Thousands of poor citizens of African nations such as Kenya have been able to transform their lives and build successful small businesses because of the ingenious inventions and non-profit support organizations created by Martin Fisher.
Born in England in 1958, Fisher moved with his family to the United States when he was eight years old. He entered Cornell University, where he earned a bachelor’s degree in mechanical engineering in 1979. From there, he pursued graduate studies; he holds masters and doctoral degrees in mechanical design and theoretical and applied mechanics from Stanford University.
Fisher took some time off to travel after finishing his studies in 1985 and was profoundly affected by experiences he had while visiting South America. In Peru, he saw people living in extreme poverty and noted that they were using crude, old-fashioned tools to perform daily tasks, tasks for which simple, new technologies existed elsewhere. He wondered whether having access to these types of tools might help a rural village pull itself up. He realized this was a problem he could devote his life to.
After returning to the United States, he came up with a plan. He traveled to Kenya on a Fulbright Scholarship to study the relationship between technology and poverty. Fisher decided to remain in Kenya after his 10-month Fulbright program was completed. He joined a British non-profit called ActionAid where he helped develop programs such as a rural water project, creating inexpensive construction technologies, building schools, and training women to start their own businesses. He also began working with Nick Moon, with whom he founded ApproTEC (Appropriate Technologies for Enterprise Creation) in Nairobi, Kenya in 1991.
With ApproTEC, Fisher and Moon aimed to create a new model for success in helping impoverished communities in third world countries to pull themselves out of poverty. They believed that, rather than merely being recipients of charity, people in these communities need to be infused with entrepreneurial spirit and given access to modern tools and technology that they could use to build their own businesses. This would allow them to reap their own cash rewards.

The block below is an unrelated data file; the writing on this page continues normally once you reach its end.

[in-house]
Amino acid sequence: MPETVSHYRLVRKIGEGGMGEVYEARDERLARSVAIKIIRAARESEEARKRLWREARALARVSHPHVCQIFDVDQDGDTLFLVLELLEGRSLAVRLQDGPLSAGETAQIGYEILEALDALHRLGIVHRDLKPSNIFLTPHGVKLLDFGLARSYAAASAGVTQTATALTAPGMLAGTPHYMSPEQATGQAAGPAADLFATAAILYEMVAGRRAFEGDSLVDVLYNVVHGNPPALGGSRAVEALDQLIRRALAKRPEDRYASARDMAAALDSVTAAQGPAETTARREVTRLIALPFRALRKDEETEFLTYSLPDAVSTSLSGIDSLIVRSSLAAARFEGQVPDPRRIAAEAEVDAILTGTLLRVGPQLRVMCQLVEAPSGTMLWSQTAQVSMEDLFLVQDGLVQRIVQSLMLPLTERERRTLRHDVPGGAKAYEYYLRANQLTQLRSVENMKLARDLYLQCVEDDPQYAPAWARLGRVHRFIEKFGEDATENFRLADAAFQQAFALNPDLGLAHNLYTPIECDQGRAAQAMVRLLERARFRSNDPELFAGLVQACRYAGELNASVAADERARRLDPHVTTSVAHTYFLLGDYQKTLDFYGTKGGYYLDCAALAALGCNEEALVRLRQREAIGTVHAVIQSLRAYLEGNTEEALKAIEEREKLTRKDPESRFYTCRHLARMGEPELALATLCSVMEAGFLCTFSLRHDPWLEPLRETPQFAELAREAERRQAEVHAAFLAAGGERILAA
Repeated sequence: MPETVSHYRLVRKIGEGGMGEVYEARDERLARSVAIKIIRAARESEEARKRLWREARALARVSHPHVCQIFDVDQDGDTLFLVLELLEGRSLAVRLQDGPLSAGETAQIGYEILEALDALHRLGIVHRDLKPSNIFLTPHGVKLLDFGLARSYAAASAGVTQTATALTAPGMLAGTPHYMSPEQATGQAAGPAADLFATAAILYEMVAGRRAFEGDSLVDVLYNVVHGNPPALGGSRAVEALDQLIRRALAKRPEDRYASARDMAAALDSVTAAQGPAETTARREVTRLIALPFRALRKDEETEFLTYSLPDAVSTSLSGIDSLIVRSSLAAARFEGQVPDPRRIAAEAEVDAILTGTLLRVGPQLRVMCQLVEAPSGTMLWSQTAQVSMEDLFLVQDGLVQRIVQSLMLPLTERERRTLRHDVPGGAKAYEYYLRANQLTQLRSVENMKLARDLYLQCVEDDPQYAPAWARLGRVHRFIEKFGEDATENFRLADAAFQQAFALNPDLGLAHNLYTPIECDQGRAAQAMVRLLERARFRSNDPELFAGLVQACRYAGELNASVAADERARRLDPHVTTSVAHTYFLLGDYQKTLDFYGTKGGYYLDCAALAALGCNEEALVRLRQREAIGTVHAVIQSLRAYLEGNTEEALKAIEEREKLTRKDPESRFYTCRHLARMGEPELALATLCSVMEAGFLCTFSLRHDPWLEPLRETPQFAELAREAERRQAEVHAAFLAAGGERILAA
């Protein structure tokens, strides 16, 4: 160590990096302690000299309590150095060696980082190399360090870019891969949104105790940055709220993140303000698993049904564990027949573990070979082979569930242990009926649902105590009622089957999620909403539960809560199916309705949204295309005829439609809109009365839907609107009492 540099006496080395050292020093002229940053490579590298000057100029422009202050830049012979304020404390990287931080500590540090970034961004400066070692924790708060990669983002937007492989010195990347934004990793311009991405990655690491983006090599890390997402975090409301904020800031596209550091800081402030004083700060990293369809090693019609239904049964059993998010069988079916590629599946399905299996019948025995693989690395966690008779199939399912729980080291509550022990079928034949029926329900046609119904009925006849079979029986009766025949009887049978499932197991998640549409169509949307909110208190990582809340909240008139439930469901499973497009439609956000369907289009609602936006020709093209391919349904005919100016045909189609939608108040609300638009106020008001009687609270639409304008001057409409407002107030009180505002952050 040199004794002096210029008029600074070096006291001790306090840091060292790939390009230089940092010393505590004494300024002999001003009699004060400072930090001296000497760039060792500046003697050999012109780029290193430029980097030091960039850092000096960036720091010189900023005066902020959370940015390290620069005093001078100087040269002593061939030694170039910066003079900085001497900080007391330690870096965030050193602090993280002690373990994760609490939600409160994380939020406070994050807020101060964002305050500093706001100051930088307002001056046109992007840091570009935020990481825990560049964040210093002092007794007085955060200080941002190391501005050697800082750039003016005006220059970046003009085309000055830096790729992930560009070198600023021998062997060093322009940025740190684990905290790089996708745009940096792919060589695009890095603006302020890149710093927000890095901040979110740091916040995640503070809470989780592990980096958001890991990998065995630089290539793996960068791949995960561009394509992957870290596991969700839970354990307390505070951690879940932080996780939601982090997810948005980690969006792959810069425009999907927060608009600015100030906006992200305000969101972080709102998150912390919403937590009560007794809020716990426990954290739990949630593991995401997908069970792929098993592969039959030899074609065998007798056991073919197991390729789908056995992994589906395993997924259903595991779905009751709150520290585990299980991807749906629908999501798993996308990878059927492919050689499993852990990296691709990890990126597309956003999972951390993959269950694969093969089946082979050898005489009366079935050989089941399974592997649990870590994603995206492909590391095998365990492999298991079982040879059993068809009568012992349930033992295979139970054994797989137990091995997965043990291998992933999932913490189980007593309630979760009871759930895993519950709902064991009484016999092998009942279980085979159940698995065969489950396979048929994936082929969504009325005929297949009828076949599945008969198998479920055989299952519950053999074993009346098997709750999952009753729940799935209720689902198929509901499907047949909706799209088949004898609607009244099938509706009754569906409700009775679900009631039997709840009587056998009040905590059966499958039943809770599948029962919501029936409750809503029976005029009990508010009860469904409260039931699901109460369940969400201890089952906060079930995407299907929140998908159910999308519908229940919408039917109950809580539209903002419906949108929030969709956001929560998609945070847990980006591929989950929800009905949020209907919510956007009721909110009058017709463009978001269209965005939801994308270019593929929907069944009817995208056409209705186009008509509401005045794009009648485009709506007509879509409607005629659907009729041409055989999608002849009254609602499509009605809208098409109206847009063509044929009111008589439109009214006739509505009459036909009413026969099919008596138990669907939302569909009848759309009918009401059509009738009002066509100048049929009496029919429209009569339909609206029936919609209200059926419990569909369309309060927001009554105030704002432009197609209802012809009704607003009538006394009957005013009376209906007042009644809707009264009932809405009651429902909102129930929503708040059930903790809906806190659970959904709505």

They identified a common skill among Kenya’s poor – farming – and began developing tools that would help them to become better farmers. Fisher designed devices such as a press for soil blocks and an oil-seed press before he realized that irrigation technologies would help, more than anything else, to allow farmers to move into commercial-scale farming. This, he knew, would have the greatest impact on their communities.
In 1996, Fisher developed the Super MoneyMaker Pump, inspired by a treadle pump design used in Bangladesh and India. Powered by a human operator, the MoneyMaker pump can pull water from as deep as 30 feet underground and has the ability to irrigate up to two acres of land. Fisher returned to the United States in 2001 and opened a small fundraising office for ApproTEC in San Francisco. The overseas and U.S. offices combined in 2005 to form KickStart, for which Fisher currently serves as co-founder and CEO.
KickStart has since improved the Super MoneyMaker into a lighter weight, durable, rust resistant, and easy to operate pump, the MoneyMaker Max. Put into production in 2012, the MoneyMaker Max replaced the Super MoneyMaker. A less expensive pump, the MoneyMaker Hip Pump, was developed later, retailing for around $70. This pump is easier to operate, allowing a user to pump using his limbs or torso. It can irrigate up to one acre of land. Fisher estimates that by deploying either of the pumps, a farmer can expect to grow enough produce to earn up to $850 a year, almost a 500% increase from their previous annual income of $150.
As of 2014, KickStart has sold 250,000 pumps, created 160,000 enterprises, and moved 820,000 people out of poverty. Many of these farmers may now be considered wealthy, by national standards, and are able to support their families, build better homes, and send their children to school, even college. ApproTEC, meanwhile, grew to include five offices in Kenya and Tanzania with permanent and part-time staff numbering over 100.
Fischer continues to design and invent for KickStart, which makes not only irrigation pumps but also cooking oil presses and construction machinery.
Fisher has been honored with numerous awards for his work, including an IDEA Design Gold Medal, the 2005 Skoll Award for Social Entrepreneurship, and the 2008 Lemelson-MIT Award for Sustainability.